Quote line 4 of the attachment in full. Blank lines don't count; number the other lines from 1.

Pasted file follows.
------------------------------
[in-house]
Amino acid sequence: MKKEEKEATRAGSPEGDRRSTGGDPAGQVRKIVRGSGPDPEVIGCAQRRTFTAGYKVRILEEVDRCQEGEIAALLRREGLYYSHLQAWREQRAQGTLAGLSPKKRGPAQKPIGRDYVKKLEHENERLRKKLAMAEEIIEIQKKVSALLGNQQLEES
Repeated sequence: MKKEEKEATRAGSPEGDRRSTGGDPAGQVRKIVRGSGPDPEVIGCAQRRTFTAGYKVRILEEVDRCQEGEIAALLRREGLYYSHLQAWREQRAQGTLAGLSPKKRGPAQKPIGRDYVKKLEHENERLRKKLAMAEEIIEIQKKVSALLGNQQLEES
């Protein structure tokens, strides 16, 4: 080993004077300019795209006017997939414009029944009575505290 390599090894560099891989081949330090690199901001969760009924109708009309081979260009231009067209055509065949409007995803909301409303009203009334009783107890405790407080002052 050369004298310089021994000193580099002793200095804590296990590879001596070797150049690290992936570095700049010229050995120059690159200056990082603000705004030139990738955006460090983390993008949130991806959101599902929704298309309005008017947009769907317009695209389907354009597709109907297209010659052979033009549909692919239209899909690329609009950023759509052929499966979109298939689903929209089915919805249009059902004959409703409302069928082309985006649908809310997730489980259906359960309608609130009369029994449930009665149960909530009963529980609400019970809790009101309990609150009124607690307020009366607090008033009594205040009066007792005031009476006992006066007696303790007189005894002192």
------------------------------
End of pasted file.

């Protein structure tokens, strides 16, 4: 080993004077300019795209006017997939414009029944009575505290 390599090894560099891989081949330090690199901001969760009924109708009309081979260009231009067209055509065949409007995803909301409303009203009334009783107890405790407080002052 050369004298310089021994000193580099002793200095804590296990590879001596070797150049690290992936570095700049010229050995120059690159200056990082603000705004030139990738955006460090983390993008949130991806959101599902929704298309309005008017947009769907317009695209389907354009597709109907297209010659052979033009549909692919239209899909690329609009950023759509052929499966979109298939689903929209089915919805249009059902004959409703409302069928082309985006649908809310997730489980259906359960309608609130009369029994449930009665149960909530009963529980609400019970809790009101309990609150009124607690307020009366607090008033009594205040009066007792005031009476006992006066007696303790007189005894002192």